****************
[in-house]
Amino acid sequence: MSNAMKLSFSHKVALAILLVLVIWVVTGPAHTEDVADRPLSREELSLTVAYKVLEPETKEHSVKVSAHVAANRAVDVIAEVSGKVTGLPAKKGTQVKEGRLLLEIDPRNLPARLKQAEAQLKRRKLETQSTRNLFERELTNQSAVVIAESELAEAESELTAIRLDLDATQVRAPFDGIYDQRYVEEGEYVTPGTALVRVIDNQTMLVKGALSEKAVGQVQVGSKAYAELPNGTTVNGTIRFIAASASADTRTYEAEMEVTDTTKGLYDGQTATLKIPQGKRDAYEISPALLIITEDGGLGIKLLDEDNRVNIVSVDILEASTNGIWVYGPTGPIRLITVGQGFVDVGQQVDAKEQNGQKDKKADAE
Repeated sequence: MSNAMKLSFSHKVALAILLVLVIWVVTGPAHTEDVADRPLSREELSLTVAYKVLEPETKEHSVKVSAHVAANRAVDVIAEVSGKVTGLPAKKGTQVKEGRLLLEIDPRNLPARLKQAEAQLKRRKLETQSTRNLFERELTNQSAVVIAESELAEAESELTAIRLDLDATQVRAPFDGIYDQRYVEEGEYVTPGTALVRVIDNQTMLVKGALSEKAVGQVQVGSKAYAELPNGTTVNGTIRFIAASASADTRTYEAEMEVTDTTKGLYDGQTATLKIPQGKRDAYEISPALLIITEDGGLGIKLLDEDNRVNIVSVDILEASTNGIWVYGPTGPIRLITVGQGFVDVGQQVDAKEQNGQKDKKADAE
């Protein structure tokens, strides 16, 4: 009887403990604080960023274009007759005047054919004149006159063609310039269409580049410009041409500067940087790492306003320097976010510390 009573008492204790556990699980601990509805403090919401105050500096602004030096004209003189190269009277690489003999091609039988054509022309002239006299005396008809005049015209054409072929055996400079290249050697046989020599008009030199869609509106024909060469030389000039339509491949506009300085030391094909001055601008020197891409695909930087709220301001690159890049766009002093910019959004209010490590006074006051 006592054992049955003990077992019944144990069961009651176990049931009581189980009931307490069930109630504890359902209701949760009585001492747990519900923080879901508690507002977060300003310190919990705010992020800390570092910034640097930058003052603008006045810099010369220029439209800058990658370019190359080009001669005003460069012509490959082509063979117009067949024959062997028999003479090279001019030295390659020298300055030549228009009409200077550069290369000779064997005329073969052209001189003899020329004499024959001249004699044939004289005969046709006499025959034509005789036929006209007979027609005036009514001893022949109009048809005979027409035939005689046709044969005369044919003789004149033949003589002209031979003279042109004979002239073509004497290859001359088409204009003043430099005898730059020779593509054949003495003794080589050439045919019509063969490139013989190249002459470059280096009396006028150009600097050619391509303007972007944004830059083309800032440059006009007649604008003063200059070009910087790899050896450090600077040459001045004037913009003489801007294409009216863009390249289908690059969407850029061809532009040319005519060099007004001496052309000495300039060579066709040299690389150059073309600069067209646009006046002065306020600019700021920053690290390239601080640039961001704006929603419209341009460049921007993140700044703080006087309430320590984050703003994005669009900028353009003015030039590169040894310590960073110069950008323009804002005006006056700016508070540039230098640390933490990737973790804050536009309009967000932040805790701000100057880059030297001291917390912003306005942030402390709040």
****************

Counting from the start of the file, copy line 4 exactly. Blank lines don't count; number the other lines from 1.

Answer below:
């Protein structure tokens, strides 16, 4: 009887403990604080960023274009007759005047054919004149006159063609310039269409580049410009041409500067940087790492306003320097976010510390 009573008492204790556990699980601990509805403090919401105050500096602004030096004209003189190269009277690489003999091609039988054509022309002239006299005396008809005049015209054409072929055996400079290249050697046989020599008009030199869609509106024909060469030389000039339509491949506009300085030391094909001055601008020197891409695909930087709220301001690159890049766009002093910019959004209010490590006074006051 006592054992049955003990077992019944144990069961009651176990049931009581189980009931307490069930109630504890359902209701949760009585001492747990519900923080879901508690507002977060300003310190919990705010992020800390570092910034640097930058003052603008006045810099010369220029439209800058990658370019190359080009001669005003460069012509490959082509063979117009067949024959062997028999003479090279001019030295390659020298300055030549228009009409200077550069290369000779064997005329073969052209001189003899020329004499024959001249004699044939004289005969046709006499025959034509005789036929006209007979027609005036009514001893022949109009048809005979027409035939005689046709044969005369044919003789004149033949003589002209031979003279042109004979002239073509004497290859001359088409204009003043430099005898730059020779593509054949003495003794080589050439045919019509063969490139013989190249002459470059280096009396006028150009600097050619391509303007972007944004830059083309800032440059006009007649604008003063200059070009910087790899050896450090600077040459001045004037913009003489801007294409009216863009390249289908690059969407850029061809532009040319005519060099007004001496052309000495300039060579066709040299690389150059073309600069067209646009006046002065306020600019700021920053690290390239601080640039961001704006929603419209341009460049921007993140700044703080006087309430320590984050703003994005669009900028353009003015030039590169040894310590960073110069950008323009804002005006006056700016508070540039230098640390933490990737973790804050536009309009967000932040805790701000100057880059030297001291917390912003306005942030402390709040």